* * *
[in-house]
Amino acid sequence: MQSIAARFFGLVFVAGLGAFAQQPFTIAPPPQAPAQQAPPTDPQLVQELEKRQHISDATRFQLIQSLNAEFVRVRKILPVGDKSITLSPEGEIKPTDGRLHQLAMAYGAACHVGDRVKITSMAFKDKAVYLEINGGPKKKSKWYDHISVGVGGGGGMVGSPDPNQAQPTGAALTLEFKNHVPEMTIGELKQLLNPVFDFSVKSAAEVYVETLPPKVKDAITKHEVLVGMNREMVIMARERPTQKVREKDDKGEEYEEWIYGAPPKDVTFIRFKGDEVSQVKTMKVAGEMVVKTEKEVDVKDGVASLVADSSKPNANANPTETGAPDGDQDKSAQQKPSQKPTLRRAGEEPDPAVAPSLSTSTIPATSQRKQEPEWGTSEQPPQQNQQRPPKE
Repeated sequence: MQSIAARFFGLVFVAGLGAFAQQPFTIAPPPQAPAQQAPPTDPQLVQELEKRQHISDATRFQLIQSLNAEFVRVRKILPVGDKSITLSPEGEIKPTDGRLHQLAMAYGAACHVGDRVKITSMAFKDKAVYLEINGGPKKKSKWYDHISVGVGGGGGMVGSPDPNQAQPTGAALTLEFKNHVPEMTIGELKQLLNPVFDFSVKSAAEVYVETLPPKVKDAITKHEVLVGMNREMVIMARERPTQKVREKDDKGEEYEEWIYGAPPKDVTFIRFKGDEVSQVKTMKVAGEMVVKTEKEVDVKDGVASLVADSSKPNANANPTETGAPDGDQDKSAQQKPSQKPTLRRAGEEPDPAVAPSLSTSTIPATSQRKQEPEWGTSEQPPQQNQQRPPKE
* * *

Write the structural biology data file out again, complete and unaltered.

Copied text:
[in-house]
Amino acid sequence: MQSIAARFFGLVFVAGLGAFAQQPFTIAPPPQAPAQQAPPTDPQLVQELEKRQHISDATRFQLIQSLNAEFVRVRKILPVGDKSITLSPEGEIKPTDGRLHQLAMAYGAACHVGDRVKITSMAFKDKAVYLEINGGPKKKSKWYDHISVGVGGGGGMVGSPDPNQAQPTGAALTLEFKNHVPEMTIGELKQLLNPVFDFSVKSAAEVYVETLPPKVKDAITKHEVLVGMNREMVIMARERPTQKVREKDDKGEEYEEWIYGAPPKDVTFIRFKGDEVSQVKTMKVAGEMVVKTEKEVDVKDGVASLVADSSKPNANANPTETGAPDGDQDKSAQQKPSQKPTLRRAGEEPDPAVAPSLSTSTIPATSQRKQEPEWGTSEQPPQQNQQRPPKE
Repeated sequence: MQSIAARFFGLVFVAGLGAFAQQPFTIAPPPQAPAQQAPPTDPQLVQELEKRQHISDATRFQLIQSLNAEFVRVRKILPVGDKSITLSPEGEIKPTDGRLHQLAMAYGAACHVGDRVKITSMAFKDKAVYLEINGGPKKKSKWYDHISVGVGGGGGMVGSPDPNQAQPTGAALTLEFKNHVPEMTIGELKQLLNPVFDFSVKSAAEVYVETLPPKVKDAITKHEVLVGMNREMVIMARERPTQKVREKDDKGEEYEEWIYGAPPKDVTFIRFKGDEVSQVKTMKVAGEMVVKTEKEVDVKDGVASLVADSSKPNANANPTETGAPDGDQDKSAQQKPSQKPTLRRAGEEPDPAVAPSLSTSTIPATSQRKQEPEWGTSEQPPQQNQQRPPKE